This thank-you note (and any one, really) is also an opportunity for recruiters and hiring managers to evaluate your written communication style. With the average person sending 40 business emails per day, you can bet your manager wants to see how well you communicate online.
This can be sent over email or in written letter form, depending on which one you think will catch the recruiter’s attention the most.
Email Subject Line: Thank you for the interview
I wanted to reach out and express my appreciation for you setting time aside to meet earlier this week. Our conversation about the Food & Beverage Manager position further solidified my excitement about the possibility of filling this role! Your feedback on how the department is run has brought a few ideas to mind on strategies to resolve [insert any issues discussed during the interview]… I am excited about the possibility of sharing these with you in the near future.
Pulling from my 15 years of experience and educational background, I am confident I could [insert the results they want]. The unique layout of your resort is an exciting change that I feel confident I could adjust to quickly.
Feel free to call or email me later so we can connect further…. I look forward to hearing from you.
3. Informal Thank-You Notes
Who they’re for: These are better used for jobs that don’t entail a great deal of online communication, or if they do, the communication style is more casual in nature. Leverage this template when you need to send a follow up, but neither party has expressed a need to carry on a long conversation online.
Let’s be honest… No one wants to sit down and sift through a novel of an email, especially when they are usually out on the floor or engaging in real time with customers or clients.
Research shows people do not have the time, nor interest, in reading through long winded emails. Take a hack from email marketers, and be sure to keep it to less than 125 words for optimal engagement.
Email Subject Line: Thanks for the meeting!
Thank you for meeting this morning. I am grateful for your clear explanation of the Food & Beverage Manager position, which seems exciting given my 15 years of experience and Culinary degree! Based on what you shared, I am confident I could help you [insert goal they have].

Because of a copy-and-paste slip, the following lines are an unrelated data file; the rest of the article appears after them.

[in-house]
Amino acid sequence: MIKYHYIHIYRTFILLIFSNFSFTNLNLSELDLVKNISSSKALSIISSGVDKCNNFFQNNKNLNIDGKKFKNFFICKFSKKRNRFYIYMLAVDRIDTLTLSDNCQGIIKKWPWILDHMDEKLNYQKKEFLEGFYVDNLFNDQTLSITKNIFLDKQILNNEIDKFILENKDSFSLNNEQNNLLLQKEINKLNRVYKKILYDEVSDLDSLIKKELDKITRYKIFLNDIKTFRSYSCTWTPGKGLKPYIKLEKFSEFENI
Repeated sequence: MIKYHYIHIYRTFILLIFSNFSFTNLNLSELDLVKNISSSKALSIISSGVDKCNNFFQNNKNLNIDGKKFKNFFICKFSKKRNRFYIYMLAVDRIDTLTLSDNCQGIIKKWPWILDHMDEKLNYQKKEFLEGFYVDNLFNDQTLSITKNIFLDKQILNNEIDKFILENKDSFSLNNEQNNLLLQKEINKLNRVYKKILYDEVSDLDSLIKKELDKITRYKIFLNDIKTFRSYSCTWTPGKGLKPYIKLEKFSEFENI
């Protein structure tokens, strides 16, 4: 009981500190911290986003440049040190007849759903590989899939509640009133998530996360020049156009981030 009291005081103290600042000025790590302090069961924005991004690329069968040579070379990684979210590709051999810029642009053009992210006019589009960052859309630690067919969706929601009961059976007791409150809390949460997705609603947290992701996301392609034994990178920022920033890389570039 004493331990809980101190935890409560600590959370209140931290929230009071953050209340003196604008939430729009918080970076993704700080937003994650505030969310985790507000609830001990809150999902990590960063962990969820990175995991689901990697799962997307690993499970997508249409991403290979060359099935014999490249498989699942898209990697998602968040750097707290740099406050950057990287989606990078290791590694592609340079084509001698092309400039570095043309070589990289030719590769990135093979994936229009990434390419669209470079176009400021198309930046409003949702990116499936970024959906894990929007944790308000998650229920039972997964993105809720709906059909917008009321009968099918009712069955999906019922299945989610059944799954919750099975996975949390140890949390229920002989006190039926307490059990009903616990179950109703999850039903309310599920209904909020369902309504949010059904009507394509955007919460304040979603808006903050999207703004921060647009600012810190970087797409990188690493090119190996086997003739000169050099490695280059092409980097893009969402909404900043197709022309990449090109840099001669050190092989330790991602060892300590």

Feel free to call or email me later so we can connect further. Again, thanks for your consideration.
4. Formal Thank-You Letters
Who they’re for: If the company is slowly looking to hire, or if the interview was more of a networking connection to prescreen you for a position that hasn’t opened up yet, this format offers more brevity on the content you can cover and pace in which it is received. While this isn’t landing directly in their inbox, snail mail is quicker than you think. You can hand deliver the note to the office front desk or you can mail it overnight.
If casual talk is not generally the way business communication is handled in the job you are trying to get, then chances are your everyday meetings with associates will be more proper, such as with a meeting of company CEO’s in dressed attire.
This is the type of job where a formal thank-you letter would be better to write to the recruiting manager. And, although email works fine, a formal letter will come across well if written in good handwriting, and likely score you major points with the hiring managers.
Use this as an opportunity to share a solution to a problem you discussed, lean into being a supporter right off the bat and show that you walked away from the interview searching for ways to get to work and help the business. Don’t ever forget, the interview doesn’t end when you walk out the door.
Dear Ms. Ashley Stahl,
Thank you so much for the time you took to discuss the Food & Beverage position with me today… Your insight on the position, and the fact you once occupied the role, solidified my excitement to learn from you and contribute to the growth of the brand.
I appreciated the overall vision that you have for the departmental teams to [insert results they’re seeking], and after doing some research, I discovered a few strategies to reach these goals, including:
- [insert one approach]
- [insert another approach with data or solutions]
This is just a start, and I would love to explore these concepts further with you in the near future.
Given my 15 years of experience in a very similar role, I see multiple crossovers in this position that I am confident will help build the team and reach your goal to [insert their goal].
Your consideration for this wonderful position is much appreciated. Feel free to call or email me as needed.
When it comes to landing your dream job, it’s worth going the extra mile and sending a well thought out and constructed thank you note. The reality is, the job market is filled with talented people fighting for the same roles. It’s up to you to be the one that stands out.